Expectant Parents

Expectant Parents Who Currently Own a Pet

Expectant parents who are current pet owners can't hide what's happening from their pets. Mom's body gets larger, and animals cue in on these differences. Dogs can sense change because of alterations to the home—preparing a baby room, showers and celebrations that precede a baby's arrival and extra guests in the home. All these things can make pets uneasy, or at least aware that change is occurring.
 

Animals are adaptable, but they have to be weaned. You can't have a relationship with your pet and then say, "The relationship has changed, too bad for you." Animals will get jealous and show it through destructive behavior. Devoted pets can develop physiological problems from lack of love. However, there are several things you can do to prepare your pet and ensure a happy homecoming with your new baby.

Once you learn that you're pregnant

Introducing your pet to a new baby is a gradual process. When you first learn that you are expecting, begin reviewing basic obedience skills daily with your dog so that he will reliably and consistently obey you. Sit/stay and down/stay are essential to control your dog and give direction for desirable behavior.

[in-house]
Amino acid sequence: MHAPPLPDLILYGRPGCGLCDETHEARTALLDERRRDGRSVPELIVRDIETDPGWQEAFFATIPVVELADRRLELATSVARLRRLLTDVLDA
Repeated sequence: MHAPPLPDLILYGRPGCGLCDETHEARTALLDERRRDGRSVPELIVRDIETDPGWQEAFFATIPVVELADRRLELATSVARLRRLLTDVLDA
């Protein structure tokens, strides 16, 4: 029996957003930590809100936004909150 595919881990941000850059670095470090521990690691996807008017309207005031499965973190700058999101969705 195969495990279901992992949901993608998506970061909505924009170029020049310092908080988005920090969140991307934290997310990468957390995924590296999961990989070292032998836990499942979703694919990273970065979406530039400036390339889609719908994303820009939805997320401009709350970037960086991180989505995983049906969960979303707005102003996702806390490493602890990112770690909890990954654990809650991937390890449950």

If a dog sleeps in the same bed as the expectant parents, they must decide if this will change once the infant comes home. Newborns disrupt normal sleeping schedules. With one or both parents waking in the night, you might want to begin encouraging the dog to sleep on the floor a few months before the baby is expected to arrive.
 

There are several simple things you can do several months before the baby's arrival that will ensure your pet's preparedness:
 

  • Take your pet to the vet for a routine health exam and vaccinations.
  • Spay or neuter your pet. Sterilized pets typically have fewer health problems and are calmer and less likely to bite.
  • Address any pet training or behavior problems. If your pet exhibits fear and anxiety, now is the time to consult an animal behaviorist.
  • If your pet's behavior includes gentle nibbling, pouncing or swatting at you and others, redirect that behavior to appropriate objects.
  • Get your pet used to nail trims.
  • Train your pet to remain calm on the floor beside you until you invite him on your lap, which will soon cradle a newborn.